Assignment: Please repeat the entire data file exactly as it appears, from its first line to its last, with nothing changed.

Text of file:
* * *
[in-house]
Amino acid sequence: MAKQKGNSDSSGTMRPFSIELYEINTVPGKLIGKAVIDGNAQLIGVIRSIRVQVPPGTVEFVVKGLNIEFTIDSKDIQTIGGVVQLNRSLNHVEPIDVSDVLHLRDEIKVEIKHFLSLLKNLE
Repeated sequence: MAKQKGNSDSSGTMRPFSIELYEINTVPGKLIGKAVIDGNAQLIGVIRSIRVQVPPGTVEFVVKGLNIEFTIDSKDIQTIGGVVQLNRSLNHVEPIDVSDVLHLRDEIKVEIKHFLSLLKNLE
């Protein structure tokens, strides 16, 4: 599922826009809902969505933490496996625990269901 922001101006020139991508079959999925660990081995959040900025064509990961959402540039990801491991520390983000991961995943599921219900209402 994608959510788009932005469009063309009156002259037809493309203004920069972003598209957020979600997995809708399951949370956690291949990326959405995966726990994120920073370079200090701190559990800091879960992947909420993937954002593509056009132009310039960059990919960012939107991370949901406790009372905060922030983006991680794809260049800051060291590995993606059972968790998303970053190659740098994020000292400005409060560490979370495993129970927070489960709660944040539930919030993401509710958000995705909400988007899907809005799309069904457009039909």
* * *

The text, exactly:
[in-house]
Amino acid sequence: MAKQKGNSDSSGTMRPFSIELYEINTVPGKLIGKAVIDGNAQLIGVIRSIRVQVPPGTVEFVVKGLNIEFTIDSKDIQTIGGVVQLNRSLNHVEPIDVSDVLHLRDEIKVEIKHFLSLLKNLE
Repeated sequence: MAKQKGNSDSSGTMRPFSIELYEINTVPGKLIGKAVIDGNAQLIGVIRSIRVQVPPGTVEFVVKGLNIEFTIDSKDIQTIGGVVQLNRSLNHVEPIDVSDVLHLRDEIKVEIKHFLSLLKNLE
């Protein structure tokens, strides 16, 4: 599922826009809902969505933490496996625990269901 922001101006020139991508079959999925660990081995959040900025064509990961959402540039990801491991520390983000991961995943599921219900209402 994608959510788009932005469009063309009156002259037809493309203004920069972003598209957020979600997995809708399951949370956690291949990326959405995966726990994120920073370079200090701190559990800091879960992947909420993937954002593509056009132009310039960059990919960012939107991370949901406790009372905060922030983006991680794809260049800051060291590995993606059972968790998303970053190659740098994020000292400005409060560490979370495993129970927070489960709660944040539930919030993401509710958000995705909400988007899907809005799309069904457009039909």